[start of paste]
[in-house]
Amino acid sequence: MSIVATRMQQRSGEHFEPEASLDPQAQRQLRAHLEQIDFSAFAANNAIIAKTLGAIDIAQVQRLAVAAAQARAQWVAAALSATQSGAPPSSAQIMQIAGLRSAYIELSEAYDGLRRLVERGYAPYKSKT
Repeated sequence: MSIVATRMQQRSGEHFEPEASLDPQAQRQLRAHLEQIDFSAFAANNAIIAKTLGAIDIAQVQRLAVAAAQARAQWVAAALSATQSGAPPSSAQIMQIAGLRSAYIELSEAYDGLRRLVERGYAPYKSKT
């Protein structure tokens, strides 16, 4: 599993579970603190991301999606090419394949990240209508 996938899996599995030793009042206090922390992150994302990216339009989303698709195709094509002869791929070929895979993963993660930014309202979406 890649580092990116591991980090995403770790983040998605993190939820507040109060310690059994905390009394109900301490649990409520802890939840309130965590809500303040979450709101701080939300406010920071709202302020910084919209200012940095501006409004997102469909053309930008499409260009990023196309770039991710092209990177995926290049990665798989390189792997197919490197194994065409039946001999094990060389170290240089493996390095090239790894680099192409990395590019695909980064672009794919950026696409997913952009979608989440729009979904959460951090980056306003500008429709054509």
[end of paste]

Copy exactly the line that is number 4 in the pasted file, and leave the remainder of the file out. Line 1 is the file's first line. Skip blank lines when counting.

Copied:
């Protein structure tokens, strides 16, 4: 599993579970603190991301999606090419394949990240209508 996938899996599995030793009042206090922390992150994302990216339009989303698709195709094509002869791929070929895979993963993660930014309202979406 890649580092990116591991980090995403770790983040998605993190939820507040109060310690059994905390009394109900301490649990409520802890939840309130965590809500303040979450709101701080939300406010920071709202302020910084919209200012940095501006409004997102469909053309930008499409260009990023196309770039991710092209990177995926290049990665798989390189792997197919490197194994065409039946001999094990060389170290240089493996390095090239790894680099192409990395590019695909980064672009794919950026696409997913952009979608989440729009979904959460951090980056306003500008429709054509």